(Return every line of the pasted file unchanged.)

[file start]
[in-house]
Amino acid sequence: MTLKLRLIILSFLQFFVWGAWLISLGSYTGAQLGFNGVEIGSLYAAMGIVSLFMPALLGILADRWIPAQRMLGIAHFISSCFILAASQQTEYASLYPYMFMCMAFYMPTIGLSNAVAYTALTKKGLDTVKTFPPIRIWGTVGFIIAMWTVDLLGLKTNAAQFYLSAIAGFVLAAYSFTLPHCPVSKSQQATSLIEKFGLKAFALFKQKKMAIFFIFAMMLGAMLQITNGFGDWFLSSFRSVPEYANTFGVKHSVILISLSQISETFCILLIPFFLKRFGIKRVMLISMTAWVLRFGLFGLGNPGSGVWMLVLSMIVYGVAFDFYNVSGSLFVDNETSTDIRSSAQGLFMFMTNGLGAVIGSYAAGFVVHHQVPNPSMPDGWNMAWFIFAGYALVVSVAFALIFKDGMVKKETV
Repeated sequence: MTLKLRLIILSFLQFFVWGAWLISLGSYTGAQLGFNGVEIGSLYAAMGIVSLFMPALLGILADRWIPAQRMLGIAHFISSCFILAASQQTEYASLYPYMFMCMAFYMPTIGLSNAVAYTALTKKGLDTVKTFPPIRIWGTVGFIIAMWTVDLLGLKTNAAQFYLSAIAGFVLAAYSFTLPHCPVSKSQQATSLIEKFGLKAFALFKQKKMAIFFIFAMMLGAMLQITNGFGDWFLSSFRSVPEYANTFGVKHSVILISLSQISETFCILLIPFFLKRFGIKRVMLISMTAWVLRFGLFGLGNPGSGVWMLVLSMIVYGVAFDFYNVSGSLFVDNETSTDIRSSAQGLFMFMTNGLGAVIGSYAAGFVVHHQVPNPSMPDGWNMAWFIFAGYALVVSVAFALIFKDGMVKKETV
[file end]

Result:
[in-house]
Amino acid sequence: MTLKLRLIILSFLQFFVWGAWLISLGSYTGAQLGFNGVEIGSLYAAMGIVSLFMPALLGILADRWIPAQRMLGIAHFISSCFILAASQQTEYASLYPYMFMCMAFYMPTIGLSNAVAYTALTKKGLDTVKTFPPIRIWGTVGFIIAMWTVDLLGLKTNAAQFYLSAIAGFVLAAYSFTLPHCPVSKSQQATSLIEKFGLKAFALFKQKKMAIFFIFAMMLGAMLQITNGFGDWFLSSFRSVPEYANTFGVKHSVILISLSQISETFCILLIPFFLKRFGIKRVMLISMTAWVLRFGLFGLGNPGSGVWMLVLSMIVYGVAFDFYNVSGSLFVDNETSTDIRSSAQGLFMFMTNGLGAVIGSYAAGFVVHHQVPNPSMPDGWNMAWFIFAGYALVVSVAFALIFKDGMVKKETV
Repeated sequence: MTLKLRLIILSFLQFFVWGAWLISLGSYTGAQLGFNGVEIGSLYAAMGIVSLFMPALLGILADRWIPAQRMLGIAHFISSCFILAASQQTEYASLYPYMFMCMAFYMPTIGLSNAVAYTALTKKGLDTVKTFPPIRIWGTVGFIIAMWTVDLLGLKTNAAQFYLSAIAGFVLAAYSFTLPHCPVSKSQQATSLIEKFGLKAFALFKQKKMAIFFIFAMMLGAMLQITNGFGDWFLSSFRSVPEYANTFGVKHSVILISLSQISETFCILLIPFFLKRFGIKRVMLISMTAWVLRFGLFGLGNPGSGVWMLVLSMIVYGVAFDFYNVSGSLFVDNETSTDIRSSAQGLFMFMTNGLGAVIGSYAAGFVVHHQVPNPSMPDGWNMAWFIFAGYALVVSVAFALIFKDGMVKKETV